[ExI] fuel economy vs danger
spike66 at att.net
Tue Apr 6 19:34:03 UTC 2010
> ...On Behalf Of Rafal Smigrodzki
> Subject: Re: [ExI] fuel economy vs danger
> On Tue, Apr 6, 2010 at 7:26 AM, BillK <pharos at gmail.com> wrote:
> > There are just too many variables in real world cases to make a
> > general statement that big cars stop quicker.
> ### Ceteribus paribus, heavier cars stop later which is a
> feature, not a bug...
> Since head-on collisions are uncommon, the actuarial
> incentive to spend on a Bradley would not be that large... Rafal
Ja, what I actually had in mind is being struck from the rear while turning
left by some silly prole yakking on her damn cell phone instead of paying
attention. While head on collisions have become less common, the hit from
behind I think is becoming more common. Two accidents: my step father and a
good friend were both hit in just that way under those circumstances.
Simple reasoning: if that happens, one is better off in a big sturdy car,
with the silly phone-yakking prole in something that gets remarkably good
fuel economy. I have a big sturdy car, which is unlikely to wear out in the
next couple or three decades. New fuel economy standards will result in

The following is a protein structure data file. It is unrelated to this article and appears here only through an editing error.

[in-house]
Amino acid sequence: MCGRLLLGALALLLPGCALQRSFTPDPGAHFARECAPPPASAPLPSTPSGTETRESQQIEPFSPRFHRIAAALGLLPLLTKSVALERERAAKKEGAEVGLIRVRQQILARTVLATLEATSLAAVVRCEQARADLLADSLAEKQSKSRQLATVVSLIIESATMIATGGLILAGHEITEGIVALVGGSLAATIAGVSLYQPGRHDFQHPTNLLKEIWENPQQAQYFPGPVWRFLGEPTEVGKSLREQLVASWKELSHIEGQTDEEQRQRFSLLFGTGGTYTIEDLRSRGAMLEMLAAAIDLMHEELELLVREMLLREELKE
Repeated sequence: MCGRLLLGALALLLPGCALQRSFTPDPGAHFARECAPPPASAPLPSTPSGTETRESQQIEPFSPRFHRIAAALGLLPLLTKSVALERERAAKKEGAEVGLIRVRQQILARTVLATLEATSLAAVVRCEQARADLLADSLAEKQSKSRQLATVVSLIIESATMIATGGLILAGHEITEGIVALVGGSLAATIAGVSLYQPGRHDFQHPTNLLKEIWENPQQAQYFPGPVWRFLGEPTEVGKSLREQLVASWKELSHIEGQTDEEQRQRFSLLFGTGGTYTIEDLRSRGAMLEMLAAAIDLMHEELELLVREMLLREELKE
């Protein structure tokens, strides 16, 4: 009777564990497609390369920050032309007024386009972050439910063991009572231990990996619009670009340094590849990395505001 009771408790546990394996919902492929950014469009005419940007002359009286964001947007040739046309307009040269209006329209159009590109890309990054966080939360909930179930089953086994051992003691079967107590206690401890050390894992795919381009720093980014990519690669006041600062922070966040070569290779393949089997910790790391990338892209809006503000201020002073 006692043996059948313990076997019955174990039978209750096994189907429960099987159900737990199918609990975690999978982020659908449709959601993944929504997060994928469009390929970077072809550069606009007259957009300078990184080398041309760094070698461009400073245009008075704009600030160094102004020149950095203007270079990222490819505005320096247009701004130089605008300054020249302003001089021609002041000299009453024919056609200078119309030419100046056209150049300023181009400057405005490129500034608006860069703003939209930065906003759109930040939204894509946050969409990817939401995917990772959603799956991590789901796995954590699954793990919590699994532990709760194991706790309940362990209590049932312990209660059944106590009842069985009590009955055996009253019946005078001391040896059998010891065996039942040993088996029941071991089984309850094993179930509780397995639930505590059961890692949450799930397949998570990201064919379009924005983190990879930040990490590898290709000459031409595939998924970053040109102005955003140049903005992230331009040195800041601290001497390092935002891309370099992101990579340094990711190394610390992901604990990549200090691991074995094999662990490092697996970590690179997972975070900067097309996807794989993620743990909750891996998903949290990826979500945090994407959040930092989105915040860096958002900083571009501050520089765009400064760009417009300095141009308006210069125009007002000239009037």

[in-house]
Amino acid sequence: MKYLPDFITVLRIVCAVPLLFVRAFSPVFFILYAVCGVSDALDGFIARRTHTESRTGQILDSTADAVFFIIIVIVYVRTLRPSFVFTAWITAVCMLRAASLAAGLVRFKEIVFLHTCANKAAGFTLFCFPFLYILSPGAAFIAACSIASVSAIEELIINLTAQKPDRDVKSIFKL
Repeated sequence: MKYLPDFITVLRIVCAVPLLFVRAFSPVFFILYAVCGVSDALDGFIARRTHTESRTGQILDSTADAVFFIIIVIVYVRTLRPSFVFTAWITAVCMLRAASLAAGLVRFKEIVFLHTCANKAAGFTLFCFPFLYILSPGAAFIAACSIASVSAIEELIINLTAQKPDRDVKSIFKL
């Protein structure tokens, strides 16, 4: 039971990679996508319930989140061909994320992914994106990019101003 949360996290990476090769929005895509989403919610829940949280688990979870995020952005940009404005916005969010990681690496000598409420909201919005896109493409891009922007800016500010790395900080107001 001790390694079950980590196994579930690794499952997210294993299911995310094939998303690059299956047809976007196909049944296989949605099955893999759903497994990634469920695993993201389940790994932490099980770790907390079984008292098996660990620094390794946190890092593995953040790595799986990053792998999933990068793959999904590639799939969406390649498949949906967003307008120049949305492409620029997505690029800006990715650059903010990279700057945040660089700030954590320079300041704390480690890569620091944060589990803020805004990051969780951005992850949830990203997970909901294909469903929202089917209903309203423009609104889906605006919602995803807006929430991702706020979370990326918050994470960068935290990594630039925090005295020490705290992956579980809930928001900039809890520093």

very light cars, and newer lighter cars are more likely to be purchased and
operated by that class of prole who I fear the most: young women.
I myself was a passenger in a car that was struck from behind. I was in his
'66 Lincoln, the car that struck us was a corvette. The vette went neatly
under us. No injury to us, not even any serious damage to Mister Lincoln.
The corvette wasn't so lucky, and its operator, altho uninjured, was found
to be drunk and surely faced severe legal repercussions. This was 30 over
thirty years ago.
Again, the point is that the way the arguments against small cars take into
account the increased risk of the mini-car driving prole perishing when she
hits me, but as far as I can tell it doesn't take into account the lowered
chances of my demise or injury in that accident. Introducing fleets of tiny
cars might actually be overall a health and safety benefit.
To take Jeff's point a little ways, it would be easy to go part way with his
idea of an robo-chauffer: install autobraking to greatly reduce the
incidence and severity of rear end collisions. We already have
brake-by-wire and throttle-by wire, and we already have distance and speed
detectors (there are two in the back bumper of Mister Lincoln to tell me if
I am backing toward some solid object). It would be fairly simple to rig up
an autobrake, in fact it has already been done, and it works. Problem: if
people start to rely on autobrake as I currently rely on aft warning (by
backing up without even looking in my mirrors) then someone hits ice and
slays someone, who is responsible? The manufacturer? The prole who insists
this system always worked before?
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